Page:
Series: Cotton Malone #2
Published by Random House LLC on 2007-02-06
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BONUS: This edition contains an excerpt from Steve Berry’s The Columbus Affair and a Cotton Malone dossier. Cotton Malone retired from the high-risk world of elite operatives for the U.S. Justice Department to lead the low-key life of a rare-book dealer. But his quiet existence is shattered when he receives an anonymous e-mail: “You have something I want. You’ re the only person on earth who knows where to find it. Go get it. You have 72 hours. If I don’t hear from you, you will be childless.” His horrified ex-wife confirms that the threat is real: Their teenage son has been kidnapped. When Malone’s Copenhagen bookshop is burned to the ground, it becomes brutally clear that those responsible will stop at nothing to get what they want. And what they want is nothing less than the lost Library of Alexandria. A cradle of ideas–historical, philosophical, literary, scientific, and religious–the Library of Alexandria was unparalleled in the world. But fifteen hundred years ago, it vanished into the mists of myth and legend–its vast bounty of wisdom coveted ever since by scholars, fortune hunters, and those who believe its untold secrets hold the key to ultimate power. Now a cartel of wealthy international moguls, bent on altering the course of history, is desperate to breach the library’s hallowed halls–and only Malone possesses the information they need to succeed. At stake is an explosive ancient document with the potential not only to change the destiny of the Middle East but to shake the world’s three major religions to their very foundations. Pursued by a lethal mercenary, Malone crosses the globe in search of answers. His quest will lead him to England and Portugal, even to the highest levels of American government–and the shattering outcome, deep in the Sinai desert, will have worldwide repercussions.
I’m starting to think that Steve Berry is a megalomaniac. The more of his books that I read, the more I see his fascination with power and self-importance. I keep reading him because I expect his stories to get better. I like Cotton Malone, I really do. Thus, I go back.
With that being said, The Alexandria Link sounded promising. I’ve always been fascinated by its secrets. Is it still out there? Did any of it survive? However, what I realized about half way into the book is that it’s just another one of Berry’s attempts to destabilize religion. I normally wouldn’t have a problem with this, but THREE out of the five books that I’ve read has tried to destabilize religion in some way, shape, or form. It’s getting a bit old. I find myself saying, “Yeah, yeah, the Bible is flawed. We know that,” a bit too much with his books.
Religion Has Secrets
I once got de-friended on Facebook for saying that the Bible was a flawed historical document. Here’s what I mean: there are two ways of reading the bible – with faith in mind or as a historical document. There are those who can do both (I consider myself one of those people) but it is very difficult to reconcile faith-based readings with knowledge of the translation/printing history of the Bible. As a text (not as a holy book), the Bible is hugely flawed for a variety of reasons: translation and authorship being the two biggest offenders here. My point is that Berry fairly accurately shows his readers that some of the problems associated with the Bible. He actually very succinctly discusses the translation problems associated with the Old Testament and the creation of Israel in the 1940s. What if we really did misinterpret Abraham and gave the Jews the wrong Holy Land? If only he had stopped there …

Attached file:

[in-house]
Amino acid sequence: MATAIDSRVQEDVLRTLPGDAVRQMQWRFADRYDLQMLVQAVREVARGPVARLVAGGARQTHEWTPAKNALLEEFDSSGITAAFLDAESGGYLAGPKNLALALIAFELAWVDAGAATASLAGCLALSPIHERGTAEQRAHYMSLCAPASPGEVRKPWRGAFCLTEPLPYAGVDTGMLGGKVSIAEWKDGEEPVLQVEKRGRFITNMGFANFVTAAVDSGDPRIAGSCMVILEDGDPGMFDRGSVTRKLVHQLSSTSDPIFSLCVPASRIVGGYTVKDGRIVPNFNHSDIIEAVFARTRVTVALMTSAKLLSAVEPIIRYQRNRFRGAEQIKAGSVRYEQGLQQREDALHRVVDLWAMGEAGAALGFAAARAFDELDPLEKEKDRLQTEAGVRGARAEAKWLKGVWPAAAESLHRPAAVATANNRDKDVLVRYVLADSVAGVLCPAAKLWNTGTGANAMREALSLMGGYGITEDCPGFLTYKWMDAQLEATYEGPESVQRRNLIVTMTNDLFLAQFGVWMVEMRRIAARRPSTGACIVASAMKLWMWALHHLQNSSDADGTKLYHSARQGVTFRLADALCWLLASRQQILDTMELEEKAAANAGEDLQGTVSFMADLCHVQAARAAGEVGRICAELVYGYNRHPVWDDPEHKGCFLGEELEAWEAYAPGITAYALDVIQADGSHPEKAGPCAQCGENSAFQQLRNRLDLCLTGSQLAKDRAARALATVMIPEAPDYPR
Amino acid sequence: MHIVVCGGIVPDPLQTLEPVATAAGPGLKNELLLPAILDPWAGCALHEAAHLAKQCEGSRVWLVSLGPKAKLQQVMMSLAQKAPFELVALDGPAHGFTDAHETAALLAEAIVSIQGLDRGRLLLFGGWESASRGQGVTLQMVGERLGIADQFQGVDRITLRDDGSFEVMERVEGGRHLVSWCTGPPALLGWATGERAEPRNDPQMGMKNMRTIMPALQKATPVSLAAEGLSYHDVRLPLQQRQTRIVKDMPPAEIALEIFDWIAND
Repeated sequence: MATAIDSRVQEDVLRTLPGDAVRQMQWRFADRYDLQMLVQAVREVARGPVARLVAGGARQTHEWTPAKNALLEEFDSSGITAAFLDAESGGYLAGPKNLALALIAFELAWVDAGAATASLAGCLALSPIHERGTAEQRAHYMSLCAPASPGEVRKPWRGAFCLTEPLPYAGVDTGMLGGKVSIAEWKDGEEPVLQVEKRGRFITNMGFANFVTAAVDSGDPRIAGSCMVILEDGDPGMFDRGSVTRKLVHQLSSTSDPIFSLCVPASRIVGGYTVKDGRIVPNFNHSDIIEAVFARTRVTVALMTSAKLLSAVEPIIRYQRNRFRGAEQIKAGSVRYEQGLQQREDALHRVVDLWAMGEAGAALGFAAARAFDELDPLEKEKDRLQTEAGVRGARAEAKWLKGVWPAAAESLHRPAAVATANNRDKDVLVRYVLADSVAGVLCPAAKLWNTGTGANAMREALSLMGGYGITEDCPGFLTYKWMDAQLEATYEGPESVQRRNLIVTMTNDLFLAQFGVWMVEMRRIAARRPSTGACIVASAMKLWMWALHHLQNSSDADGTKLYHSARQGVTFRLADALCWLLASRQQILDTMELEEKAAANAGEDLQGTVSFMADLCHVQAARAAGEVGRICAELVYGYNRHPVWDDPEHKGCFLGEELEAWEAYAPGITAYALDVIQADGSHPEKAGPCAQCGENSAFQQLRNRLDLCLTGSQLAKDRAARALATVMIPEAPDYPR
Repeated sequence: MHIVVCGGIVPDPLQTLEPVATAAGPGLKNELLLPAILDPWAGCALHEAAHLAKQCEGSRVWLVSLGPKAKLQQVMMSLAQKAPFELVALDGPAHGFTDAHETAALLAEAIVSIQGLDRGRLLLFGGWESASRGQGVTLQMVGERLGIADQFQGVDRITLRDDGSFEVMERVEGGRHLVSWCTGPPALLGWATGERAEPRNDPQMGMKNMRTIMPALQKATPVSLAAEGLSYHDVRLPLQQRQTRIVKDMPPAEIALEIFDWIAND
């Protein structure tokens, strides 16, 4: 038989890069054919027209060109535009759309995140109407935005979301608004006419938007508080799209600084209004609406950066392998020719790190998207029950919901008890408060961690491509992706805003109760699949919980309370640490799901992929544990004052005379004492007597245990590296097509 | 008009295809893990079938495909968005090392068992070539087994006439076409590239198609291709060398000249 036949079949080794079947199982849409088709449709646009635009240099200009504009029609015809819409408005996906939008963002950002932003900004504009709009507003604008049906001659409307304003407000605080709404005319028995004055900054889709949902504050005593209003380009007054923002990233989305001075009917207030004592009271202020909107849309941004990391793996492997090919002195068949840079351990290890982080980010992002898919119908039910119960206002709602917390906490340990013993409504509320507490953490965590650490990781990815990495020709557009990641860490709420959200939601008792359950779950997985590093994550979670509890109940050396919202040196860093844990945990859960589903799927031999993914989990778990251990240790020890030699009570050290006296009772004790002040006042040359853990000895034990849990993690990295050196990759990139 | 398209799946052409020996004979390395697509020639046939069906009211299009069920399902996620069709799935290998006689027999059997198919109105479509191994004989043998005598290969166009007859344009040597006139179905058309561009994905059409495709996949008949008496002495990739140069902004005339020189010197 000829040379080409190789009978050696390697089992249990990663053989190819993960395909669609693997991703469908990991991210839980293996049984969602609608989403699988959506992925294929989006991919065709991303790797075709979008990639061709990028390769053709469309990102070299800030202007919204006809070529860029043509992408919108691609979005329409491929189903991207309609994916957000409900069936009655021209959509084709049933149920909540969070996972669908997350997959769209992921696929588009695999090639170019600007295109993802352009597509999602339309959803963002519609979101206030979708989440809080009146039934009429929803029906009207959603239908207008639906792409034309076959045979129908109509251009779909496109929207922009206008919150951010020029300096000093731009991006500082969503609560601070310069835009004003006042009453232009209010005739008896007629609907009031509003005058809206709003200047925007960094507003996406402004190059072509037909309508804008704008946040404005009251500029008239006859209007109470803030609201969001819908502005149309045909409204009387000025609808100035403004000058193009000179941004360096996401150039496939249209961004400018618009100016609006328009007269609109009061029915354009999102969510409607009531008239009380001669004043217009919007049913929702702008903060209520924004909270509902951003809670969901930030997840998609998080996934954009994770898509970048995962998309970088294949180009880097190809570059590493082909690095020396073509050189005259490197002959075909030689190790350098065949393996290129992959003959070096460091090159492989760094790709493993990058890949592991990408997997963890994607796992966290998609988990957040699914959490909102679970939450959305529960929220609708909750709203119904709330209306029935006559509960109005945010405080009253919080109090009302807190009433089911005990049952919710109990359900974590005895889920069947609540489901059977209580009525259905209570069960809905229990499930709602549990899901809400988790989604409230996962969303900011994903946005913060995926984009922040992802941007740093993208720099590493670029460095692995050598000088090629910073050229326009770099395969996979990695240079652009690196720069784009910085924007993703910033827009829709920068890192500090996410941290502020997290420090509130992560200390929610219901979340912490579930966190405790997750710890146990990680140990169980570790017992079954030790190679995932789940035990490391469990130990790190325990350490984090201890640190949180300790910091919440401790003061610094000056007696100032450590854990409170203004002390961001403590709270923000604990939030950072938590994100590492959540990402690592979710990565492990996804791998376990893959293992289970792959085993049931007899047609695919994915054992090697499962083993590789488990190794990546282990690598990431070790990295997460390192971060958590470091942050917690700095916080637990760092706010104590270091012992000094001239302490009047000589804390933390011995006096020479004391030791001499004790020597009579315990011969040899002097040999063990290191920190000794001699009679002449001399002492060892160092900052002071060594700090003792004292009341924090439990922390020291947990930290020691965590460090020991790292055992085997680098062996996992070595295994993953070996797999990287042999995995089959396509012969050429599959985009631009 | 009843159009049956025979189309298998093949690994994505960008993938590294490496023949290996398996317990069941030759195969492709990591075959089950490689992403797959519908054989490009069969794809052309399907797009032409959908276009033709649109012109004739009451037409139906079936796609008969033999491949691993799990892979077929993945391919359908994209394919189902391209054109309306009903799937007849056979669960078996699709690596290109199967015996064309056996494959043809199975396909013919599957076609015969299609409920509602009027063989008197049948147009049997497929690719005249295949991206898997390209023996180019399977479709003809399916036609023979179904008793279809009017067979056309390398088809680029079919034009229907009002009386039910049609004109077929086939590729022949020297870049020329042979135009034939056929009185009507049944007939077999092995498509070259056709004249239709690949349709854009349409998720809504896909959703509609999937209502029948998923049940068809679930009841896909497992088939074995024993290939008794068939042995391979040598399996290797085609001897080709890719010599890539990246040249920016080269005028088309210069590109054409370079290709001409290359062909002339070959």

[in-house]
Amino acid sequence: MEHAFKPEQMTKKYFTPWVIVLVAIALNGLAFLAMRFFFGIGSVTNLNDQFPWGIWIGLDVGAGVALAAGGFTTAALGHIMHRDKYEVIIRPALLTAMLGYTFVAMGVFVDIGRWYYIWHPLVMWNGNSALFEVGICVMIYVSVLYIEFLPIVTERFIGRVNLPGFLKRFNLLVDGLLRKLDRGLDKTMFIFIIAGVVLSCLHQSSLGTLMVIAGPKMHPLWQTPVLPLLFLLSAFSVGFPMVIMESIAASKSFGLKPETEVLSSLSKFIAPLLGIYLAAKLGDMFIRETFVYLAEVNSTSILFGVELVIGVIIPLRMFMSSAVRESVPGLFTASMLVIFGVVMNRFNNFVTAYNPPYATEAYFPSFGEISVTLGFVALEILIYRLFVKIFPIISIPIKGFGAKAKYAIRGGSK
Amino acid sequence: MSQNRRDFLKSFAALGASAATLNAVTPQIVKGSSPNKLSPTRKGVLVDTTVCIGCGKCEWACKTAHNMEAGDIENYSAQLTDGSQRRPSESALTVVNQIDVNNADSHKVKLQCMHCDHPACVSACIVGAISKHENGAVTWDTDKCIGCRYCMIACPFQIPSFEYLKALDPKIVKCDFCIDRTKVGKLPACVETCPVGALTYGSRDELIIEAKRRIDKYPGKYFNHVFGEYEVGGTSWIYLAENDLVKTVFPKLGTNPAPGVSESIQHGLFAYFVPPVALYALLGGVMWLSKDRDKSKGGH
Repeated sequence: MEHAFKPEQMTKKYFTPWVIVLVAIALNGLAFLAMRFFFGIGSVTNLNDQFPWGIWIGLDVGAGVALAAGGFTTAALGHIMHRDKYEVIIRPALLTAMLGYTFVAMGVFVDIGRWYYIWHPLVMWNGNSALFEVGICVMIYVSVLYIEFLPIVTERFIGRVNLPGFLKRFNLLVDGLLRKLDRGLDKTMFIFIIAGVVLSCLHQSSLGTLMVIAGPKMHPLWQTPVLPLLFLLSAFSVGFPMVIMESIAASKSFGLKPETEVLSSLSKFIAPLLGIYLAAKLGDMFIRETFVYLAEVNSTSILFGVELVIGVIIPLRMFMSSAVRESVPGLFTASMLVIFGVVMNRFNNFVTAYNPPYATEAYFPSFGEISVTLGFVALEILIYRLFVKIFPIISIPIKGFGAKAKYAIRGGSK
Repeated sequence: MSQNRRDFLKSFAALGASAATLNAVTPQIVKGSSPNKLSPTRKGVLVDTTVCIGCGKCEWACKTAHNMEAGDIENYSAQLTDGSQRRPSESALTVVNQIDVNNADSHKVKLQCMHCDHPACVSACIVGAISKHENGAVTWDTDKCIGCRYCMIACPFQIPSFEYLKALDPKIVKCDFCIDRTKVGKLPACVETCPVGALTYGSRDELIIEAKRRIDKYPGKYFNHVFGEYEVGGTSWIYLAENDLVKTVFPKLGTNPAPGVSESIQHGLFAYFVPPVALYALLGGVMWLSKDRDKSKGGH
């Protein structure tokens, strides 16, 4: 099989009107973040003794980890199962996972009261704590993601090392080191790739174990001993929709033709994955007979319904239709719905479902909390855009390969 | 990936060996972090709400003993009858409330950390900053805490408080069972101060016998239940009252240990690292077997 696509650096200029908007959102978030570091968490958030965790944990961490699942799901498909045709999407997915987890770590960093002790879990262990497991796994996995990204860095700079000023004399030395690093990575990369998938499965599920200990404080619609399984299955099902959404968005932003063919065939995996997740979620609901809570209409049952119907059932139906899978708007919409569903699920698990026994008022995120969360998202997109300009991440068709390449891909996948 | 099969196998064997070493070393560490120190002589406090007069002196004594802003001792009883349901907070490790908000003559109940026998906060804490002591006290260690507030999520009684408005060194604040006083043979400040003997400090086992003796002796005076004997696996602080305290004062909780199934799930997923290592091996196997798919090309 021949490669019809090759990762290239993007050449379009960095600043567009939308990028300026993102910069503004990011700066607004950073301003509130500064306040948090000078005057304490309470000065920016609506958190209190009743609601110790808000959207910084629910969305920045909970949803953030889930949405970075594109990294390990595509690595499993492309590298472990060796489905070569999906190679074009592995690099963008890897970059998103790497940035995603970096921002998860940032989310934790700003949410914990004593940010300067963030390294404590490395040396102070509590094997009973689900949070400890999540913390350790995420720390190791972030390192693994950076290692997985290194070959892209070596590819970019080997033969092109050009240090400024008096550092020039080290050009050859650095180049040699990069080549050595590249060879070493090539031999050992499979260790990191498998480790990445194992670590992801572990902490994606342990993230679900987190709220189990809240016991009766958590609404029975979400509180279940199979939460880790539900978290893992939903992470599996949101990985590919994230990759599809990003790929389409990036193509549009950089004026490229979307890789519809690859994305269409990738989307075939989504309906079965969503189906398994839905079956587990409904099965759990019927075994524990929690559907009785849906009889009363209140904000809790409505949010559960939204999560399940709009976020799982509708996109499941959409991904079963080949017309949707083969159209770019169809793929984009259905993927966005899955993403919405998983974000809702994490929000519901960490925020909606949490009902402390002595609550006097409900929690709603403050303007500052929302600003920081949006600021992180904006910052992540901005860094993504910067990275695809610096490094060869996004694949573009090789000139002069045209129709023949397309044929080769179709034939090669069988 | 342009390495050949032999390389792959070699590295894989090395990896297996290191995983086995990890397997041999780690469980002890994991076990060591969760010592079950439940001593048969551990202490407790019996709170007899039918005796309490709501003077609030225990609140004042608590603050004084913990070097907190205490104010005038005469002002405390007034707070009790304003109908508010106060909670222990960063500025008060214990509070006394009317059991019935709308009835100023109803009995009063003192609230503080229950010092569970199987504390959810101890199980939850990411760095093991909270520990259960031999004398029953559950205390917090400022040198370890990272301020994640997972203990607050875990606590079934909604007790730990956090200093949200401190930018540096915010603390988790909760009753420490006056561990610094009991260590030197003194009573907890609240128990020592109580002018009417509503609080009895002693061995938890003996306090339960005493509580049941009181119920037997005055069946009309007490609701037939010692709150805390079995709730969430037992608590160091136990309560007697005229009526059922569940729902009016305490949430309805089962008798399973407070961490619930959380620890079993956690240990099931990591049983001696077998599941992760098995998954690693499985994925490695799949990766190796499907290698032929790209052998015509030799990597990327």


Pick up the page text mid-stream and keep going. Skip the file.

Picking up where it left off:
Berry then takes it a step further by creating a story centered around destabilizing the Middle East and starting a World War for profit. I know his books have to have that shock factor, but really? I can’t help but wonder what this man has against organized religion. Yes, it’s flawed. Yes, I’m skeptical too. But really, he needs a new topic. This “religion has secrets” phenomenon has been done before and Berry is just on the bandwagon.
As for the characters, Cotton is the same retired agent turned hero. This time, though, his ex-wife is with him. Their banter drove me crazy … which brings me to another negative point around the book: the dialogue. It was clunky and unbelievable. I found myself rolling my eyes at Cotton and Pam’s hatred for one another at the beginning of the book. When Cotton is alone, dialogue is fine. It seems as if Berry has trouble with the male/female dynamic. Although, banter between Stephanie and the heads of government totally works … so maybe it’s just the male/female dynamic after divorce. It seems to me like he doesn’t quite have a grip on how to convey pain and guilt in a believable manner.
The Good Stuff
So what did I like, you ask? There were moments where I forgot about all of the things I’m griping about and truly enjoyed reading. I like Stephanie and Cassiopeia’s story line. I’m a sucker for a government thriller. In fact, I’d would have rather like Berry to go that route instead of the path he did choose. I also liked the riddles and the quests. Seeing Cotton try and figure out the hero’s quest was pretty interesting. I did think they solved it a bit too quick. There weren’t enough real obstacles in his way … just men with guns. They’re easily taken care of.
Overall, the story is fun. It also gets you thinking. But, if you’ve read a lot of these “religion has secrets” novels like I have, you’ll find The Alexandria Link formulaic and pretty unremarkable.
© 2012 – 2016, Jessica Workman Holland. All rights reserved.